Jodie Phillips said she never heard Barker talk about what inspired him to write the Christmas prayer, but she thinks it’s based on his own brand of theology.

“There were no churches where Omar grew up,” she said. “He believed in God, and I think he had a very strong religious conviction. But he belonged to no sect. He never went to church services.”

The Jimmy Dean recitation of this poem is on The BAR-D Roundup: Volume Eight, a double CD of Christmas cowboy poetry.

The 2018 double CD, MASTERS: Volume Two, contains over 60 tracks in a double CD of the poetry of S. Omar Barker. Many of today’s top reciters and poets—including individuals, siblings, couples, parents and children—bring forth Barker’s humor and humanity. Jim Cathey recites “A Cowboy’s Christmas Prayer.”

Barker was one of the founders of the Western Writers of America, Inc. and many of his poems were published by Western Horseman. He enjoyed signing his name with his brand, “Lazy SOB.” Find more of S. Omar Barker’s Christmas poems and more about him at

In December, 2013 the S. Omar Barker estate let us know that this poem is now considered in the public domain.

This photo of Omar and Elsa Barker is courtesy of the S. Omar Barker estate.

(You can share this photo with this post but please request permission for any other use.)



by S. Omar Barker (1895-1985)

Some eighty miles from nowhere, in a line-camp all alone,
A cowboy set on Christmas Eve without no telephone,
No radio, no TV set, no autos passin’ by,
No sound but wind a-moanin’ and lonesome coyote’s cry

To wish him Merry Christmas. Lookin’ back through mem’ry’s eye,
He saw a happy fireside on an old Missouri farm,
With Pa and Ma and seven kids assembled snug and warm
Around a purty Christmas Tree a-gleam with candle-light,

With home-folks love a-shuttin’ out the boogers of the night;
He saw white popcorn on a string and big red apples hung
To ketch the light in ruddy rays whenever one was swung;
He heard a little sister that was doomed to use a crutch,

A-braggin’ on her presents even though they wasn’t much;
He saw his older sister with her beau a-lookin’ shy,
A-settin’ on the hoss-hair lounge. He used to wonder why
Young fellers took so strong to gals. Since punchin’ cows, he’d found

How heifer-lonesome you can git without no shes around,
Especially at Christmas time a ‘way out in the west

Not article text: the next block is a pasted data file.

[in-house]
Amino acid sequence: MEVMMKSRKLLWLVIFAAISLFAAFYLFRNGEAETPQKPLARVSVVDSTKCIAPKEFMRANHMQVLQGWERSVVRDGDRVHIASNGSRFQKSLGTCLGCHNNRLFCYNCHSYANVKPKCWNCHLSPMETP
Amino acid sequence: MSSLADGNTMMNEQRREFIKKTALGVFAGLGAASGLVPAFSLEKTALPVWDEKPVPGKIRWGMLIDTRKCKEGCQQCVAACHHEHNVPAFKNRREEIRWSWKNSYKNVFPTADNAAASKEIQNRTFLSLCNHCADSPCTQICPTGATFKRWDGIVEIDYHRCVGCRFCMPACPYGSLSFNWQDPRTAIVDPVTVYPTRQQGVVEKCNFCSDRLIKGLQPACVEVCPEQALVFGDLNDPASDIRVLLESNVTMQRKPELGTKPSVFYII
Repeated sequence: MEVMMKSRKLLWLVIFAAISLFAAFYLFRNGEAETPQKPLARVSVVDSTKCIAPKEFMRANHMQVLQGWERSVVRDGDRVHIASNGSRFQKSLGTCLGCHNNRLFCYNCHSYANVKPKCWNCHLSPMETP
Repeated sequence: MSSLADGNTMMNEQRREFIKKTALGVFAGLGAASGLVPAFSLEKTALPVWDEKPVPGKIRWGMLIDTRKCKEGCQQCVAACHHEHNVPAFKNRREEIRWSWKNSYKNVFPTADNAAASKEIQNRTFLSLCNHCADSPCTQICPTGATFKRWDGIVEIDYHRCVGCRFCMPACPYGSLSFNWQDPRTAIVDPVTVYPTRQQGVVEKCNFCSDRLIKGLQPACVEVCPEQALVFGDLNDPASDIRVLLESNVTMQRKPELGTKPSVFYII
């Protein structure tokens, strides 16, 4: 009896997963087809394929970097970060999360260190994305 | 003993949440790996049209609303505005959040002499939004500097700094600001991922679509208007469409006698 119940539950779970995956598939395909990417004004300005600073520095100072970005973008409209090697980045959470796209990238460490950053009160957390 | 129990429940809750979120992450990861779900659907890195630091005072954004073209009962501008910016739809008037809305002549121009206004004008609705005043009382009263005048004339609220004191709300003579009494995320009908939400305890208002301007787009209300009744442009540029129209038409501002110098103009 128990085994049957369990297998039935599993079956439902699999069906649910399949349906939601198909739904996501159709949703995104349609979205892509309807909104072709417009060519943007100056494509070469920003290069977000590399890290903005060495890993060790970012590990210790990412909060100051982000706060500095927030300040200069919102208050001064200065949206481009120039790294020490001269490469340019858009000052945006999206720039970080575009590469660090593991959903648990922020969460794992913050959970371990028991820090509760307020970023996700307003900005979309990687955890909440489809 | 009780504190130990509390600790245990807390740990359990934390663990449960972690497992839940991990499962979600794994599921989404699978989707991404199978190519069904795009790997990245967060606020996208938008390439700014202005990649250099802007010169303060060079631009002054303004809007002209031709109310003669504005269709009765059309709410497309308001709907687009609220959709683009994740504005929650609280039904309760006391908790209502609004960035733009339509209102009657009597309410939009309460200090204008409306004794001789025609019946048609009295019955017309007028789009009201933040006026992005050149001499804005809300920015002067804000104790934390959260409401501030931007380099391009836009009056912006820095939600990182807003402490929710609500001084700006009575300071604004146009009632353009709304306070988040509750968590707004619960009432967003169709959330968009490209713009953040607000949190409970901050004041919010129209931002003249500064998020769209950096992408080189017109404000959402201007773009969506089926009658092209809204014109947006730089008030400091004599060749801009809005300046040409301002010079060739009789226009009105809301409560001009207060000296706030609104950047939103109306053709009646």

When all the company you’ve got’s the “makin’s” in your vest.

So there this lonesome cowpoke set and pondered what to do
To make it seem like Christmas, but of course he durn well knew
He might as well forget it, for a boar’s nest batcher’s chance
Of making Christmas merry wasn’t worth a preacher’s pants.

He listened to the wintry wind across the drifted snow,
And thought about the happy home he’d left so long ago
Against his mother’s wishes just to be a cowboy bold…
He wondered how the cattle would be standin’ all this cold.

Outside he heard some coyotes howl. They sounded lonesome, too,
And all at once this cowboy thought of somethin’ he could do.
He stepped outside the dugout, and the cold stars heard him yell:
“Merry Christmas, brother coyotes!” Well, there ain’t no more to tell.

He come back in and went to bed a-feelin’ like a fool,
But grinnin’ some to think how he had celebrated Yule
By wishin’ Merry Christmas to a yelpin’ coyote crew—
Because there wasn’t no one else around to wish it to!

© 1954, S. Omar Barker, reprinted with the permission of the estate of S. Omar Barker, This poem should not be reprinted or reposted without permission

We’re celebrating the 20th annual Christmas at the BAR-D.

Barker was one of the founders of the Western Writers of America, Inc. and many of his poems were published by Western Horseman.

Find more of S. Omar Barker’s Christmas poems and more about him at

This image is by journalist, photographer, and designer Jeri Dobrowski. It is the poem as it appears in S. Omar Barker’s scrapbook, photographed at the home of his grandniece,  November 2007.

(Please respect copyright. You can share this poem and image with this post, but for other uses, seek permission.)